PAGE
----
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PMS

Women’s Health: Tips to beat PMS cravings

Tips to beat PMS cravings

Why do women suffer with cravings when suffering with PMS?

As many as 85% of women experience at least one symptom of PMS (premenstrual syndrome), the disruptive physical and emotional changes that can strike anytime in the last 2 weeks of the menstrual cycle. A common symptom women suffer from is PMS related food cravings, which has the potential to sabotage your diet.

Fortunately, a better understanding of PMS in general and food cravings specifically can keep women from getting caught in a diet-destroying cycle. When food cravings do hit its generally for high fat sugary foods and/or salty foods; like chocolate, sweets, ice cream or crisps.

The hormonal ups and downs that occur throughout a woman’s cycle are the major culprits in PMS. As levels of oestrogen go up and down, so do levels of the stress hormone cortisol. And when cortisol levels are high enough, the body turns on its fight-or-flight response, a woman becomes more metabolically charged, and her appetite is stimulated. This, in turn, causes a woman to seek out carbs and fat, the fuels needed for the fight-and-flight response.

Other research has linked PMS to low blood sugar or hypoglycaemia that occurs in the second half of the menstrual cycle.

Whether it’s blood sugar or cortisol levels that are out of whack, experts say eating huge servings of ice cream, chocolate and chips are the worst ways to bring levels back in balance. Proper nutrition and lifestyle habits will achieve a better balance, with long-lasting results.

Is there anything in terms of diet and lifestyle that a woman can do to reduce such cravings?

Eating a balanced diet containing complex carbohydrates, vegetables, protein and healthy fats is key in providing the body the nutrients required to balance symptoms associated with PMS. Healthy fat and protein in particular help to balance blood sugar levels as they have a slower digestion and make you feel fuller for longer. Foods high in essential fatty acids omega 3 and omega 6, such as nuts, seeds and their oils will slow absorption of carbohydrates, stabilize the blood sugar and stop cravings in their tracks. Try a baked sweet potato with tuna and salad for lunch. Drizzle over an organic seed oil such as Udo’s Choice Ultimate oil blend for healthy fats.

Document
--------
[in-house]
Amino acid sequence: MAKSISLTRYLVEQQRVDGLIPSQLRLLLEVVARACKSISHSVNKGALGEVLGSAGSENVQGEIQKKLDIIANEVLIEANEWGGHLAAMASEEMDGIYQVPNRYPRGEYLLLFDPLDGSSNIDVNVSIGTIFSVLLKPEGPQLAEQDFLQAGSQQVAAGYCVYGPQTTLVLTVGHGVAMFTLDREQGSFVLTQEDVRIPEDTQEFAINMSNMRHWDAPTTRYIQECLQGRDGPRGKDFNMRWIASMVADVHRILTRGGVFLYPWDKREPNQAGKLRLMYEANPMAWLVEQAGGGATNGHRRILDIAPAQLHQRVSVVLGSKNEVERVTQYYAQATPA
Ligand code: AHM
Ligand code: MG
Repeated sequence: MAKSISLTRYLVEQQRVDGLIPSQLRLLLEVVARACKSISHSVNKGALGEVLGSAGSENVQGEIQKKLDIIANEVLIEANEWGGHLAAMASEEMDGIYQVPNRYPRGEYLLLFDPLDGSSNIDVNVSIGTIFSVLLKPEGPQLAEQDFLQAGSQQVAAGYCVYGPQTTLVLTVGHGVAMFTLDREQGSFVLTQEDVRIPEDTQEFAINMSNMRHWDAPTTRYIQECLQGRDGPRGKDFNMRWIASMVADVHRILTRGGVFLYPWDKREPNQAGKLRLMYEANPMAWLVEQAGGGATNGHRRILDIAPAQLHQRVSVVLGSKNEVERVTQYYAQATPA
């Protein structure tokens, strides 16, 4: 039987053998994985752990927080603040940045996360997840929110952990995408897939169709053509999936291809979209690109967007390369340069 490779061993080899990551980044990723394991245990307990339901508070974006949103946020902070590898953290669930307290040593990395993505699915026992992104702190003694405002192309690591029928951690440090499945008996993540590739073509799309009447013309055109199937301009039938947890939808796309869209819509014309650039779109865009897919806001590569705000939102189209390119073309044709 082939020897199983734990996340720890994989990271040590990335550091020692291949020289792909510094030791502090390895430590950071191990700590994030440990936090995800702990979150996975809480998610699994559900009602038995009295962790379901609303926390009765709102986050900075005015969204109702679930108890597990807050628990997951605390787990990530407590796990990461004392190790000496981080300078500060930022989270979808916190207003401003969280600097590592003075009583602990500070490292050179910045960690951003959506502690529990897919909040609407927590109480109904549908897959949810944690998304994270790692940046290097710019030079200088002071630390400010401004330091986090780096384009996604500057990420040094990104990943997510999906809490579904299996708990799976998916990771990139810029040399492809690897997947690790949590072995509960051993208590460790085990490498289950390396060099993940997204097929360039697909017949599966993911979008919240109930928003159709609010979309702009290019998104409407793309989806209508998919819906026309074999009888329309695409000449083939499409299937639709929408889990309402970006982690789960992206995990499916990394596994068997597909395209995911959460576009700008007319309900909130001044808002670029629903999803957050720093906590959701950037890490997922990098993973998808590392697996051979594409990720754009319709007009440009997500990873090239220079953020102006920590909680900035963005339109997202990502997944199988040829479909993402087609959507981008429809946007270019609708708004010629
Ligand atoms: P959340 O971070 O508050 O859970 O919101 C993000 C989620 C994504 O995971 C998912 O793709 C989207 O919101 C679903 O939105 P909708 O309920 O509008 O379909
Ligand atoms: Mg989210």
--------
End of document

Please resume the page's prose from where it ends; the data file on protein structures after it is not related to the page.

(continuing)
Remember to drink plenty of water. 2 litres a day helps to flush the body out and reduce bloating.

It’s best to avoid all processed sugar if you are suffering from food cravings. Simple sugars increase insulin secretion, which lowers blood sugar. If insulin levels shoot up enough, your appetite for carbs and bad fats increases.

Lifestyle wise, you want to get plenty of sleep, with 8 hours per night being ideal. This will make you less tired throughout the day and more likely to exercise and make better food choices. Any form of physical activity should be done for 30 minutes a day, from swimming, brisk walks to jogging, activities that raise the heart rate will lower cortisol levels.

Are there any nutritional supplements that can help?

A well-rounded women’s multi-vitamin is beneficial to get all the nutrients one needs, as well as an omega 3 supplement that contains EPA/DHA, which will help with balancing female hormones.

Additionally, chromium is a mineral needed for blood sugar control and metabolism of carbohydrates, fats and proteins. Liquid chromium supplements are available. Take 1-2 drops under the tongue before each main meal.

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Vitamin D: Building Muscle in Menopausal Women

Vitamin D: Building Muscle in Menopausal Women

Vitamin D Builds Muscle in Menopausal Women

A new Brazilian study suggests that post-menopausal women may benefit from vitamin D supplementation to increase muscle strength and reduce frailty (1). The study, conducted at Sao Paulo State University, found that older women given vitamin D supplements were stronger and had fewer falls.

Menopause and Muscle

It is well known that going through menopause increases women’s risk of bone loss, as a result of hormonal changes that influence bone health. However, many women are less aware of the effect of menopause on muscle strength.

During and after menopause, a decline in oestrogen levels leads to a gradual and ongoing decrease in muscle mass, known as sarcopenia.

This type of muscle loss is a key health concern for post-menopausal women for several reasons. Post-menopausal muscle loss puts women at risk of frailty, falls and reduced mobility. It can reduce their independence and quality of life. Additionally, a reduction in muscle mass also leads to a lower metabolism, putting older women at risk of unwanted weight gain.

Vitamin D and Muscle Mass

Vitamin D is crucial for healthy muscle function. It acts on special receptors in muscle, helping to boost muscle mass and strength. Vitamin D also plays a role in protein synthesis and works with calcium and magnesium to enable more powerful muscle contractions.

Unfortunately many adults in the UK have low levels of vitamin D. In fact, 39% of adults have low vitamin D levels in the winter months and older adults who spend more time indoors are particularly vulnerable to deficiency (2).